HomeU.S. Army Recruiting NewsArticle Display

ArticleCS - Article View

Recruiting mission continues despite little interruptions

By Ms. Mikie Perkins Albany Recruiting Battilion

PRINT  |  E-MAIL

Army recruiters are most successful when they strike a solid work/life balance. However, during this coronavirus crisis, that balance is even more essential and challenging when daddy’s home and the kids want to play.

“I love being with my family and having more time to be with my boys, but I still have a job to do,” said Staff Sgt. Andrew Menard, station commander assigned to the Southbridge, Massachusetts recruiting station. “It isn’t easy, though.”

During this time of social distancing, Menard and his counterparts face challenges working from home that are unique, indeed.

“The recruiting mission hasn’t stopped,” Menard said. “I’ve served my country for 11 years, done one tour in Afghanistan and one in Kuwait, and I can tell you now, we’re faced with a very different adversary this time,” he said. “At the same time, I’ve spent more time with my boys in the last week and a half than I have in a long time, and my boys love that I’m home.”

Early Days

Menard’s day still starts early, despite not being at his recruiting station with his team. Once his boys, Conner, 3, and Tyler, 6, are up in the morning, he and his wife, Brigette, tag team to get them dressed and ready for the day.

“We have breakfast together and are still trying to stick to our regular routine,” he said. “Tyler seems to think I’m on vacation, but I have an office in the basement, so they’ll know dad’s working and shouldn’t be disturbed.”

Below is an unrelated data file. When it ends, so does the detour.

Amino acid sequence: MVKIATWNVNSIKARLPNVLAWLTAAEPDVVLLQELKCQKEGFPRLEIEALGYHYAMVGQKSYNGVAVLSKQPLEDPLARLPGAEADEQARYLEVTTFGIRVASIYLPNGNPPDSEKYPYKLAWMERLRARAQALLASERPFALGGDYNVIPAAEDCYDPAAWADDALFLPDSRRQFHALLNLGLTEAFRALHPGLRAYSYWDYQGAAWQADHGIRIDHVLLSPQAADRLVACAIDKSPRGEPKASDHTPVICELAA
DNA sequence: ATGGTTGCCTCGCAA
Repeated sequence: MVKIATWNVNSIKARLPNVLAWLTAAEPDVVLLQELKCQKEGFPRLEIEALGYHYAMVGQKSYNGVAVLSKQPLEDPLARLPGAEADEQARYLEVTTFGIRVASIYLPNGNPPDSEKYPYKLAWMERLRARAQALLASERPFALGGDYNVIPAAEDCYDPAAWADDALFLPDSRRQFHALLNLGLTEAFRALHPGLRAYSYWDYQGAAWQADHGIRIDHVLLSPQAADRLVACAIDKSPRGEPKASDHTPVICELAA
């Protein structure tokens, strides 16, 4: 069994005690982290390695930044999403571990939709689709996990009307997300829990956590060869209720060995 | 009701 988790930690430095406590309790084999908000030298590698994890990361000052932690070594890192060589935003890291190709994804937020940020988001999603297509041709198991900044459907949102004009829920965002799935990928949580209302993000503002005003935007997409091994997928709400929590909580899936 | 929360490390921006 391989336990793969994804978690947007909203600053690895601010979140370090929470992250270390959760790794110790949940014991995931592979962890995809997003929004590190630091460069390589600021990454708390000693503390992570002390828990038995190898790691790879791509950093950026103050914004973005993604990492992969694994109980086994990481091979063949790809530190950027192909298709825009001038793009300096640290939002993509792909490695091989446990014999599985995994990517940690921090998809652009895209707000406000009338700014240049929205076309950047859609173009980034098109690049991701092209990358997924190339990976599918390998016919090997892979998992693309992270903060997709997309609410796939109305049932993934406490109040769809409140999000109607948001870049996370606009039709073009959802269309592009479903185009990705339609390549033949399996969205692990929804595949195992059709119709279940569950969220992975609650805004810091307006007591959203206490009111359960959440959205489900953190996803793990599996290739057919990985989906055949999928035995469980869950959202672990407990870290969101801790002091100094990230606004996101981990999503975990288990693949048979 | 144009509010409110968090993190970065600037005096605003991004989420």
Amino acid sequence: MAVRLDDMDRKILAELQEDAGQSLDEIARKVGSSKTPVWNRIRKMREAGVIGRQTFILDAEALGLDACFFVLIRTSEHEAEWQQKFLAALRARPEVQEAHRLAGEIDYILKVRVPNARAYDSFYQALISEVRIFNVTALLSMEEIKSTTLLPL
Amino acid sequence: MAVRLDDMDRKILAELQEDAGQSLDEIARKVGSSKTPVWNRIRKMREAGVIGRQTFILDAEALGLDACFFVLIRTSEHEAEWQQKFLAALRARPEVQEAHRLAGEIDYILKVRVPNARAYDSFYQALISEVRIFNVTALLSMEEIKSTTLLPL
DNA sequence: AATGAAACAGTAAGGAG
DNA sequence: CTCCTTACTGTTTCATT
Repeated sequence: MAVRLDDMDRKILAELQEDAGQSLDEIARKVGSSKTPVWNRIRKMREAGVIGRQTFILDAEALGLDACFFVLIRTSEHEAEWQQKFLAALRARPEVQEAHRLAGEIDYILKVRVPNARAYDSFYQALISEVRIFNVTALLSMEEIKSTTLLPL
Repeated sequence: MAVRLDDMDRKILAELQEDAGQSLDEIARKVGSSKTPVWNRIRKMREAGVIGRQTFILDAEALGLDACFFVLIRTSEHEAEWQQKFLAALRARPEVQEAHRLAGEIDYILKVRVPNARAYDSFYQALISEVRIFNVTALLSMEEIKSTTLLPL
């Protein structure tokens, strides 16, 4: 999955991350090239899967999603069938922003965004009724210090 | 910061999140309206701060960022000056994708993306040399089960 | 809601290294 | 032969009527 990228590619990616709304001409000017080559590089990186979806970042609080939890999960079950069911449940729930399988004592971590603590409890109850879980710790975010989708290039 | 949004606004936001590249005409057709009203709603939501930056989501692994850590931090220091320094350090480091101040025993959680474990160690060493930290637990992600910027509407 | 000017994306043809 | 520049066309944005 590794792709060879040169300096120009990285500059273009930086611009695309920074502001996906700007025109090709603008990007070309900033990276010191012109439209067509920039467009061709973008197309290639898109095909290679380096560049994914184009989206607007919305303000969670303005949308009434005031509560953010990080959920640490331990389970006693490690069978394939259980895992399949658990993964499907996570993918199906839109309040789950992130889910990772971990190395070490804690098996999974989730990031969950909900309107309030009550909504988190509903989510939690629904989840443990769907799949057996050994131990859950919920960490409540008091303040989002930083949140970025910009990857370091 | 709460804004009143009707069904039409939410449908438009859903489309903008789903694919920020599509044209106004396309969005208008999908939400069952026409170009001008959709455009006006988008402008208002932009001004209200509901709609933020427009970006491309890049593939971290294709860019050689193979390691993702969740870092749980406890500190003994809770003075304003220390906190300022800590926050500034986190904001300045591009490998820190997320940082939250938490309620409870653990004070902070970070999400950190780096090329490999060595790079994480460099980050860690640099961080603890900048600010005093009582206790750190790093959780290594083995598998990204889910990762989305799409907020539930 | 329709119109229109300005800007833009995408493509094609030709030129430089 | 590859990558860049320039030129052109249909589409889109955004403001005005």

But keeping a 3- and 6-year-old away when they just want to wrestle or get a hug from dad isn’t always easy.

“I’m a Soldier, but also a father, and being there for my boys is my job, too,” he said. “I’ll always make time to be with them, if even for a moment.”

While engaging his sons is second nature to Menard, engaging potential applicants when he can’t speak to them face-to-face or have them come to the office to discuss a career in the Army, is a whole different ballgame. Menard says he’s learned to be incredibly creative when it comes to recruiting virtually.

“Social media is one of the primary ways my recruiters and I are using to reach out to our eligible audience,” he said. “I’ve video-streamed on Facebook and gotten down to do push-ups to encourage young people to get into shape. I’ve also used specific messaging that targets jobs in the Army that are incredibly important to the force now and in the future, such as law enforcement and medicine.”

Rethinking Strategies

“Coronavirus has caused all of us to rethink the recruiting strategies we’re accustomed to, and we now have to think outside the box,” Menard said. “That can be challenging, but we are making it work.”

Menard says he definitely misses talking to potential recruits face-to-face, but he understands the importance of what he’s doing to keep USAREC’s recruiting mission on course and everyone safe.

“It speaks volumes to me that Army leaders chose to put their Soldiers, civilians and families first, keep them healthy, and have them work from home to continue recruiting operations in a responsible manner,” he said. “We can still do what we need to do to continue engaging young men and women to join the Army,” Menard said, adding, “even if it means little interruptions for a few moments during our work day to hug our kids.”